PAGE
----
Sick of dealing with hard water problems? Then you, my friend, need a water softener. But wait, what does that mean?
Certain minerals in your water make it “hard” – calcium and magnesium being the usual suspects. Groundwater dissolves metals like iron or rock like limestone, the remnants of which travel with the water into your home.
Hard water can wreak havoc in your home, affecting everything from your plumbing to your home’s upkeep and even your hair and skin. Water softeners remove these hard chemicals from water. This makes it easier for you to clean your home. They also protect your plumbing and appliances from chemical damage.
There are two types of water softeners – potassium and salt water Softeners.
Wondering which one you should choose?
Let me help you make the right choice…
What Are The Main Differences Between Salt And Potassium Water Softeners?
Doing your homework and researching the latest brands/types of water softeners can help you prevent scale buildup in a more cost (and waste) effective manner.
Here are some of the key differences between a salt water softener and a potassium water softener:
Amount of water softener needed
Both salt and potassium softeners are equally good at softening your home’s water effectively. But you need to use much more potassium chloride than salt chloride for the same amount of water.
This also means that you’ll have to replenish your water softener tank more frequently if you use a potassium softener (which can be a hassle).
Salt softeners are up to three times more cost-effective than potassium softeners. This is because of both the cost of potassium solution itself, and the fact that they’re consumed at a much higher rate.
So, if you’re looking for a pocket-friendly option, go with salt water softeners.
Potassium softeners take the cake here. That’s because potassium is an essential nutrient that can be beneficial for your health.
On the other hand, using a salt water softener adds a tiny amount of sodium to your tap water. Although this added sodium has no significant health effects for most, it’s not recommended for those who need to lower their sodium levels.
If you’re all about saving the planet (which we all should be at this point), you should consider getting a potassium water softener.
Why? Because plants can absorb the disposed of potassium as it helps them grow. We can’t say the same for sodium chloride as it is practically of no use (to the plants or to humans) after it is disposed of.
Sodium Chloride vs. Potassium Chloride Water Softener: How Do You Choose?
So we’ve established that both sodium chloride and potassium chloride can effectively soften your home water supply.
But the question remains: which one is worth your money?
When it comes to value for money, sodium chloride is a more feasible option. You can get 5 bags of sodium chloride at the price of 1 potassium chloride bag.
Also, when using sodium chloride, the unit won’t regenerate as often, which means that less salt will be consumed. Overall, a salt water softener is much more efficient and cost-effective as compared to a potassium one.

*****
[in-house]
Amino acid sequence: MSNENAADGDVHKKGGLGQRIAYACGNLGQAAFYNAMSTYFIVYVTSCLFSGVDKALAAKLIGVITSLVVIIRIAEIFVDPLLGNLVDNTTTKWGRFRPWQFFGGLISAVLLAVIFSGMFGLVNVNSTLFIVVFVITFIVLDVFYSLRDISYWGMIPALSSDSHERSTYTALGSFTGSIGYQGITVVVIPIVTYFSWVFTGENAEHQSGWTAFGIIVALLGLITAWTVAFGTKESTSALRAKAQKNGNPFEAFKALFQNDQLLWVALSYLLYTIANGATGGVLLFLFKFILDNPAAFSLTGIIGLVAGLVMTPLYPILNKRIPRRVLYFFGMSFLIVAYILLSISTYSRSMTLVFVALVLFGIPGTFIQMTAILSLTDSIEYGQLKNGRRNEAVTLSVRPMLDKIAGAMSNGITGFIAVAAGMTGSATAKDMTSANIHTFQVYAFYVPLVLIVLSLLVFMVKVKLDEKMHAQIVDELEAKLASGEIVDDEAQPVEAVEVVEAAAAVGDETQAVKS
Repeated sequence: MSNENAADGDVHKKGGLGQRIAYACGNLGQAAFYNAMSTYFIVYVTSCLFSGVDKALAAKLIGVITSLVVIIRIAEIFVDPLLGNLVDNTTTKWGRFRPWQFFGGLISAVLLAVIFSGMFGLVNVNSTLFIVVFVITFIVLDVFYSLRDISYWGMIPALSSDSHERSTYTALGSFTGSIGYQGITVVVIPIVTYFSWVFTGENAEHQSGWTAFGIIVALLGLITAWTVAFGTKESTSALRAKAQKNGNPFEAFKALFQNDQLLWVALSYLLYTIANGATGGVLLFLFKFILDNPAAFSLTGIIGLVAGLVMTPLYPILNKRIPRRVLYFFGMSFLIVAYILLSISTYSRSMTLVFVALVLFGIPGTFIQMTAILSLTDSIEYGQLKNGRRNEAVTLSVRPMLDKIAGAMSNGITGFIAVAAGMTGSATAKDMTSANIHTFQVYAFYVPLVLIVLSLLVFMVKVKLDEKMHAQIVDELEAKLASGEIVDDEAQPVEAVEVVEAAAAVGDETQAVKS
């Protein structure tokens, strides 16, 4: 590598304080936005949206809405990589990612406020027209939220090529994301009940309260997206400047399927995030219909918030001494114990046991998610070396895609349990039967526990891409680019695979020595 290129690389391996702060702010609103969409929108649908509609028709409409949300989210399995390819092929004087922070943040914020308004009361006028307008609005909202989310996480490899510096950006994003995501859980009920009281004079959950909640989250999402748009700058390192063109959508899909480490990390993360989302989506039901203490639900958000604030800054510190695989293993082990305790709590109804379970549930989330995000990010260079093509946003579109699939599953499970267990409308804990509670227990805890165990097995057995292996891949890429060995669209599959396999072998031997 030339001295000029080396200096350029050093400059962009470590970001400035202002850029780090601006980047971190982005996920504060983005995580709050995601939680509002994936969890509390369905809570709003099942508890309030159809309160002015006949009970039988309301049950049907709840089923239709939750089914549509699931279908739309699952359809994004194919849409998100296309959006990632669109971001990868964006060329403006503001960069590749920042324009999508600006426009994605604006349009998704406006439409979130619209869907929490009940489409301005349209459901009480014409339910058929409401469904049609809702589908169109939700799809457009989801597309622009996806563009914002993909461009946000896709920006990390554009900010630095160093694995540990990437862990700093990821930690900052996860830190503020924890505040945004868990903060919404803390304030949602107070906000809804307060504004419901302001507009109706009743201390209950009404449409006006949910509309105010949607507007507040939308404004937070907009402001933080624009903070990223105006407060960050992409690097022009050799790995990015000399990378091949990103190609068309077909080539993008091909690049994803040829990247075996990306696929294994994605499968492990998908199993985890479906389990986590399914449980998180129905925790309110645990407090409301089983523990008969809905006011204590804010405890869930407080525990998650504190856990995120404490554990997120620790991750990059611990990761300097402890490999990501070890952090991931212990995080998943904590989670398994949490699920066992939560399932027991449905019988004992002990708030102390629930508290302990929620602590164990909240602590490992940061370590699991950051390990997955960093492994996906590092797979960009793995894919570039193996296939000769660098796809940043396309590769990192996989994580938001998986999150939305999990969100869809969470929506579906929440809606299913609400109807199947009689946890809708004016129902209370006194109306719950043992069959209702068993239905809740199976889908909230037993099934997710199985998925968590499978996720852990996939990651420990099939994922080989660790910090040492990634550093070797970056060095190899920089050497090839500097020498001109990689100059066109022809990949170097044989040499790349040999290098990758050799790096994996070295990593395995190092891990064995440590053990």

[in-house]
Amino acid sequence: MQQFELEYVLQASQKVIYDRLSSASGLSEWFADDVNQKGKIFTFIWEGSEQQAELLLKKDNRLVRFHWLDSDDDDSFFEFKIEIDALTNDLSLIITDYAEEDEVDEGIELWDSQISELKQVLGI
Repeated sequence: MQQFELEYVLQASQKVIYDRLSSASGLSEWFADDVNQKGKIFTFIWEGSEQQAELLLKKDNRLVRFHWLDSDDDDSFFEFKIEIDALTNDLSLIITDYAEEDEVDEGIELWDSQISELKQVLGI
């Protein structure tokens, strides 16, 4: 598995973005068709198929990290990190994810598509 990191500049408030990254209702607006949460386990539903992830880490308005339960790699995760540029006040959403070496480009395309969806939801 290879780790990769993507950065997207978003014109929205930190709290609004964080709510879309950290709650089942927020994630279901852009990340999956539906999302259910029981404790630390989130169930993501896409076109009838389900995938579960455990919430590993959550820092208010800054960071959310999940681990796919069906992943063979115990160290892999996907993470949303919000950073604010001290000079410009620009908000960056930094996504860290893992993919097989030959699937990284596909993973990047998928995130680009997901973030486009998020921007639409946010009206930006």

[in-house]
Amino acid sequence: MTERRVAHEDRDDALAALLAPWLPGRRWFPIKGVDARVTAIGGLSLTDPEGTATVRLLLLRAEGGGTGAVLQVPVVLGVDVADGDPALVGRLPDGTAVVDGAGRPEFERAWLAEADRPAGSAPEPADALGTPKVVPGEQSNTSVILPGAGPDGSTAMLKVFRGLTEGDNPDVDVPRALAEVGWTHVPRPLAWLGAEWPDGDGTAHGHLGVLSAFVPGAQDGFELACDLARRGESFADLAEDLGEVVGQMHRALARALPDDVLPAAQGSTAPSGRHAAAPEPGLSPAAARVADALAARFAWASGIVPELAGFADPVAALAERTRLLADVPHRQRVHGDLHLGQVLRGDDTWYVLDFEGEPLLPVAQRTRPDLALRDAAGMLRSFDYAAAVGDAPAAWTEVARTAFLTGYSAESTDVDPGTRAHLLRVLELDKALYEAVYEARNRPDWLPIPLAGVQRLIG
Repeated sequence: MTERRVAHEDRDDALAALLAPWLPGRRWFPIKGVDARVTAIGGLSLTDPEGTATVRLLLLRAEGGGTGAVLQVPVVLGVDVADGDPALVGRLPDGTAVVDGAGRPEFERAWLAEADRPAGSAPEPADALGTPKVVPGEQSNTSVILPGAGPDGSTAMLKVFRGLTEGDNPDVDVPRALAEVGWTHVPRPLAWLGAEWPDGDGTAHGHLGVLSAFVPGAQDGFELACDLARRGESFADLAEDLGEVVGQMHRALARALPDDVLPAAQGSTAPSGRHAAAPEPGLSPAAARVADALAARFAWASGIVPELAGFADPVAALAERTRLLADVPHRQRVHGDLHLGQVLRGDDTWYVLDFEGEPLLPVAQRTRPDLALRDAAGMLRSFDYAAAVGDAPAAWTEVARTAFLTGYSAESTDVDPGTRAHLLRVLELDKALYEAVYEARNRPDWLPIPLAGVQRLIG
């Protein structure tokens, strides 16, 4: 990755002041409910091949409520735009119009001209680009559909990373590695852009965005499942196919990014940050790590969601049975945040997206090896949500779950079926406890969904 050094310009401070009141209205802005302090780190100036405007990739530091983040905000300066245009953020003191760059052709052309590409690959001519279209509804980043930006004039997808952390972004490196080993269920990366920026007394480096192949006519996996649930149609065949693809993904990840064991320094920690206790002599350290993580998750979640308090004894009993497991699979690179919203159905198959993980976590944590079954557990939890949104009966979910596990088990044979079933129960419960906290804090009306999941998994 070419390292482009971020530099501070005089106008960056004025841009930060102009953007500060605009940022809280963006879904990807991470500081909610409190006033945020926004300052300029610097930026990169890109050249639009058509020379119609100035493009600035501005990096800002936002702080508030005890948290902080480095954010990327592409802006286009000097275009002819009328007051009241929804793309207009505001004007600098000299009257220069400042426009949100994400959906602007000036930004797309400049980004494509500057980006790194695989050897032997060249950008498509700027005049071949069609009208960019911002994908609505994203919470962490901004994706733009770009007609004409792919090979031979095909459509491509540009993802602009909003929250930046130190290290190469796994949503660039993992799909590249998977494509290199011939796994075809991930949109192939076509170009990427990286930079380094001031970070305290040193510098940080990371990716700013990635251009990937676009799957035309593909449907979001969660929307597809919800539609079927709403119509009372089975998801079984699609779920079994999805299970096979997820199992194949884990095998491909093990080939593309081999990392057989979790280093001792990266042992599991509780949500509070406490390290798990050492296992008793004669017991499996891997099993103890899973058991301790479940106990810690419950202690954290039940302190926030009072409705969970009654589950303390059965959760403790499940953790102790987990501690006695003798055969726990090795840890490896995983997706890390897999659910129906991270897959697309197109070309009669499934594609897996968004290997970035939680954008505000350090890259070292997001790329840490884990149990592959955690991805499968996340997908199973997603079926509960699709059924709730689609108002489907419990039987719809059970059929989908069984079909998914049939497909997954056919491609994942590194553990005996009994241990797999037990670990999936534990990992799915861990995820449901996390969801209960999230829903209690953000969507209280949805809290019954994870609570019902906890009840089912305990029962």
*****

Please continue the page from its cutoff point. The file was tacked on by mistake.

Potassium chloride is a bit pricier than salt. And the unit will regenerate more frequently as it’s less efficient than salt.
However, potassium is a healthy nutrient whereas sodium can be harmful to health for some. Potassium is also more eco-friendly as it can be absorbed by plants when disposed of. Sodium, on the other hand, just adds to land waste.
Ultimately, the right choice also depends on your personal preference and priorities.
If you want a healthier option, then you should opt for a potassium water softener. If price is a dealbreaker, go for salt water softeners.
How Water Softeners Work
At the core of every water softener is an ion-exchange resin that helps turn hard water into soft water. Water softeners work by removing the magnesium, calcium, and other harmful chemical elements present in your home’s water supply through ion exchange.
A water softener system includes a tank housing thousands of resin beads. When freshly regenerated, the beads are filled with sodium ions or potassium ions, depending on the type of water softener you use.
As hard water passes through this water softener system, the resin beads attract the calcium and magnesium ions in the water. The sodium or potassium ions then replace hard water ions, giving you soft water for use.
Frequently Asked Questions
Whether you’re buying a water softener for the first time or planning to switch to another product, you’ll find these FAQs pretty helpful:
Why is potassium water softener so expensive?
It’s more costly to extract potassium from the Earth as compared to mining sodium chloride. That’s why a potassium water softener is more expensive than a salt water softener.
Can you mix salt and potassium in a water softener system?
Yes! You can add potassium chloride in a water softener system that already has sodium chloride and vice versa. There’s no compatibility issue between the two.
Are any changes in settings needed when you switch from sodium chloride to potassium chloride?
The water softener system does not know if there is salt or potassium in the tank. However, since both of them offer varying efficiency per cubic foot of water, you’ll need to adjust your system settings according to the water softener you use.
Is softened water safe for pets?
Yes, softened water is good for pets. Just make sure it doesn’t contain too much sodium or potassium chloride. It can be dangerous for both you and your furry friend.
Can I water my plants using softened water?
No problem if you use a potassium water softener as potassium is a plant nutrient. Just remember it’s best to keep switching between hard and soft water so your plants get a balance of nutrients.
I hope this article helped you figure out if a salt or potassium water softener is what you need.
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Thanks for reading, and have a great day!